In the immortal words of Corporal Jones, don’t panic.
The bad news is well-known: the British Nazi Party has won two seats to the European Parliament. The good news is that this does NOT threaten political civilisation as we know it, or prove that racism is rampant in Britain’s electorate. We risk turning a problem into a crisis only if we over-react and end up giving the BNP exposure, and credibility, it does not deserve.
The BNP won 6% of the total vote in the European elections. But only one elector in three turned out. That means just 2% of the total electorate voted BNP. And YouGov research for Channel 4 News found that (depending on precise definitions) roughly half of the BNP’s voters are truly racist; the other half are people who feel insecure and alienated from the main political parties. So just 1% of the electorate were racist BNP voters last week.
Alright, that’s not the whole story. Millions of people feel let down by the main parties. Most want immigration halted completely. A typical member of the general public is more likely to feel that it is white Britons, not ethnic minority Britons, who suffer unfair discrimination. These are issues that certainly need addressing.
But those very facts, alarming as they are, tell us something actually rather encouraging. The surprising thing is not that the BNP vote is so high, but that it is so low. In other European countries, such as France, Holland, Italy and Austria, far-right parties have, from time to time, been much more successful than the BNP has ever been at turning such anti-immigrant sentiments into votes. The BNP remains a badly tainted brand.
By the same token, the real challenge we face is to deny the BNP the exposure and credibility it needs to de-toxify its brand and grow its support. Here’s how to stop them.
- Change our voting system for European elections, and also local elections. Sadly, we are stuck with European rules that require some kind of proportional representation. But if we converted to the single transferable vote in 4-5 member constituencies for euro-contests, the BNP would need much more support to win any seats. And if we moved from first-past-the-post to the alternative vote for local elections, the BNP would lose most, if not all, of the council seats they now hold, as they would find it very hard to pick up the extra transfer votes they need to pass the 50% winning post.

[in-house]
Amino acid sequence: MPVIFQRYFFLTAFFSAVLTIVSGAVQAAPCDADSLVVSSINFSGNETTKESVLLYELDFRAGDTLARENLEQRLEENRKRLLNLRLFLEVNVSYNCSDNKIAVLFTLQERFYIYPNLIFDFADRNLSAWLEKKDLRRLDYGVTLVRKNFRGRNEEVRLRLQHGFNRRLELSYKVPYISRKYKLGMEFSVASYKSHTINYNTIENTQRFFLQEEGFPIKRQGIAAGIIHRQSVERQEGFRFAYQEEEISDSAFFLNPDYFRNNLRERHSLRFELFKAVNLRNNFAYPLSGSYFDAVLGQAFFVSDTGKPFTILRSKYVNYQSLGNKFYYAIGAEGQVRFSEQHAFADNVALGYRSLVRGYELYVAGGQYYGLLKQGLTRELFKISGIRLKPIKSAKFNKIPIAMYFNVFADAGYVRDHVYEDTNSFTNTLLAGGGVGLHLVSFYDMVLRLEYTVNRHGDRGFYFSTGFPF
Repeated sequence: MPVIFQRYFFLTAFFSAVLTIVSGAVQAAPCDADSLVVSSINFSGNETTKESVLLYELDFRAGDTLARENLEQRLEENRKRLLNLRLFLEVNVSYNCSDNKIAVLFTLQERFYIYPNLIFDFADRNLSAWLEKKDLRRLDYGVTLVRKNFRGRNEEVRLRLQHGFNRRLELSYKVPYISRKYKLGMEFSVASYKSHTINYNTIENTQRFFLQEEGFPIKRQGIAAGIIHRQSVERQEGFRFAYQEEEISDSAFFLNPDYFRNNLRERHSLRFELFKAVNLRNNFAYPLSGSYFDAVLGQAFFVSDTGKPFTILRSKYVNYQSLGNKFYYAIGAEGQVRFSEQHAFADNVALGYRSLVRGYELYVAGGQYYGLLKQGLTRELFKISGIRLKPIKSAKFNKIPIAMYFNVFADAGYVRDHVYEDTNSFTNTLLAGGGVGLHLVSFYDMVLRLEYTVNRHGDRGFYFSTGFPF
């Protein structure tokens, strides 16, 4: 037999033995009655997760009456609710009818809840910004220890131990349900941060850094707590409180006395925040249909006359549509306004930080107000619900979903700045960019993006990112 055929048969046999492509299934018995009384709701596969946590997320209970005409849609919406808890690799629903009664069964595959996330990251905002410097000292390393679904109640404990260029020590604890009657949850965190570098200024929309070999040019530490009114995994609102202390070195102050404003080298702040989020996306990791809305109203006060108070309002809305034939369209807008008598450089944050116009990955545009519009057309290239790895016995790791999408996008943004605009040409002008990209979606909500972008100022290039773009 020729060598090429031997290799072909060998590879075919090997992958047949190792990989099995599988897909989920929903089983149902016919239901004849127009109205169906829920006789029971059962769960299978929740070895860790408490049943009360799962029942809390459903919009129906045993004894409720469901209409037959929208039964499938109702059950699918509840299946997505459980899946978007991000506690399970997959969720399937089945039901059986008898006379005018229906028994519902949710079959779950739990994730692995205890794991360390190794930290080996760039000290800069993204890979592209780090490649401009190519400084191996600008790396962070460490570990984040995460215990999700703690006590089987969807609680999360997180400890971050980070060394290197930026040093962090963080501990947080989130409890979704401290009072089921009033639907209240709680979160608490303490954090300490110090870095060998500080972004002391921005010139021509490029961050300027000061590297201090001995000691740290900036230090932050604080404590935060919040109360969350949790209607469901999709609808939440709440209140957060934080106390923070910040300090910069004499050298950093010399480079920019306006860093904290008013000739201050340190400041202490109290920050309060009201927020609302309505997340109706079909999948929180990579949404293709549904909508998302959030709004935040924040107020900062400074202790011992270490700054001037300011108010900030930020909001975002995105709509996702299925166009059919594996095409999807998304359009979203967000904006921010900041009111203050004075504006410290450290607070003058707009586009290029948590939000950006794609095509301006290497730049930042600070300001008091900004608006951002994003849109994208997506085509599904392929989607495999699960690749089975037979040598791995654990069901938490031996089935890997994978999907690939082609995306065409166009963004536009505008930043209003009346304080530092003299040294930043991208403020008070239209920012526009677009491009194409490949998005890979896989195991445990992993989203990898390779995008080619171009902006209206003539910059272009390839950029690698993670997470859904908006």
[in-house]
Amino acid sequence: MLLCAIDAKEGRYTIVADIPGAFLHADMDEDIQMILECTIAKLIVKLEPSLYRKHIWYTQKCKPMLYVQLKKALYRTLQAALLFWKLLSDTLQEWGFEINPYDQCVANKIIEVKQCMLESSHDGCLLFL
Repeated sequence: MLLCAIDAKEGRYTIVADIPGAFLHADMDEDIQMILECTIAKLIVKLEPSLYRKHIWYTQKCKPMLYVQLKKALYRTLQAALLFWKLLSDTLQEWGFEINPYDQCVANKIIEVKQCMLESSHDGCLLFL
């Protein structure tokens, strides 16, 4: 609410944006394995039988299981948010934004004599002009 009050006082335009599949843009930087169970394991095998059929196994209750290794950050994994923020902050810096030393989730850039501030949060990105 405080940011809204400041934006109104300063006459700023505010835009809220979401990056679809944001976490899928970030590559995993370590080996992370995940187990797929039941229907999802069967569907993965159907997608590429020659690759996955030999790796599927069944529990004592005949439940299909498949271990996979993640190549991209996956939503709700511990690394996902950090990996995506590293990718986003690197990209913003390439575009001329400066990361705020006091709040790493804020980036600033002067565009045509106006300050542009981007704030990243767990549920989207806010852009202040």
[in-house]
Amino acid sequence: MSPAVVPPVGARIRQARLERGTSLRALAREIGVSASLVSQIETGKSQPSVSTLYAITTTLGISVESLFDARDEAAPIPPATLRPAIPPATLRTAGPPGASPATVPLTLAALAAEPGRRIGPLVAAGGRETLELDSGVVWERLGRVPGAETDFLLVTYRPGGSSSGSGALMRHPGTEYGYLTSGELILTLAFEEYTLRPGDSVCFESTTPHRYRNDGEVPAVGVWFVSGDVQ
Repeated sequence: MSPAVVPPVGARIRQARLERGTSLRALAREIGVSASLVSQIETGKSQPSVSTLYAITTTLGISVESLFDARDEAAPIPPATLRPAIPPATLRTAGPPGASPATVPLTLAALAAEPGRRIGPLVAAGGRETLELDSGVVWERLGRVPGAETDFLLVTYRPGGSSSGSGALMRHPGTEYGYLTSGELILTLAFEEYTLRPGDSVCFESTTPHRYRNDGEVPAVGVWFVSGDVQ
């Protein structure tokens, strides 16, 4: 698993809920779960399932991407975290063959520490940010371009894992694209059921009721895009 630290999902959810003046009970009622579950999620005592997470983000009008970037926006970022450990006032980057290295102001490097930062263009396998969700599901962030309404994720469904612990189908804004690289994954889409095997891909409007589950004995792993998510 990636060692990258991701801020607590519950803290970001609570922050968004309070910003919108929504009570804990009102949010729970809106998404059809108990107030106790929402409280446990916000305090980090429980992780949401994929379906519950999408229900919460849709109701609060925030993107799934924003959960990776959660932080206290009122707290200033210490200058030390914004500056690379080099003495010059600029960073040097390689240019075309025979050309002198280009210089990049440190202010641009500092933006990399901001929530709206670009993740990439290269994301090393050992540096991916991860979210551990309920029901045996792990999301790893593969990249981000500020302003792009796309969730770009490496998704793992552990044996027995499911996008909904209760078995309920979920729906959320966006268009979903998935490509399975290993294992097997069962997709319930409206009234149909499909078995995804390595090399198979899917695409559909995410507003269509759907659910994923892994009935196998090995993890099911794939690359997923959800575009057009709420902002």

- Make voting compulsory. The main reason why the BNP won seats last week, when it failed in 2004, was not that it’s vote went up (in the North West, where Nick Griffin won, it actually fell) but because turnout was down, as many Labour supporters stayed at home.
- Don’t fret about what will happen at Strasbourg. The notion of BNP parliamentarians may be novel, and appalling, to us, but the European Parliament is used to such unpleasant people. The mainstream parties are adept at marginalising them. Let them get on with it.
- Don’t share platforms with the BNP. And don’t march or demonstrate against them. In other words, deprive them of the oxygen of publicity. Sadly, the broadcasters are required to have their MEPs on air from time to time; leave the task of confronting them to Humphrys, Paxman and Snow. Or, even better, Sir Trevor McDonald, Krishnan Guru-Murthy, George Alagiah and Zeinab Badawi.
- When we have to refer to them, make fun of them. Ridicule is a far more powerful weapon than anger.
- Change the culture of mainstream politics. Fringe parties (nice and nasty) are bound to benefit when MPs come across as venal, evasive, negative and out of touch. So clean up the allowances system – but then go much further, and dismantle the culture of spinning and ministerial “points to take” cribs. Persuade politicians to give straight answers to straight questions – and to admit their mistakes. In short, our MPs need to behave like decent, fallible but essentially honest human beings. At the moment, that’s not how they look.
Do all that, and watch the BNP shrivel. Or treat them as a serious political force and watch them become one.
Peter Kellner is President of YouGov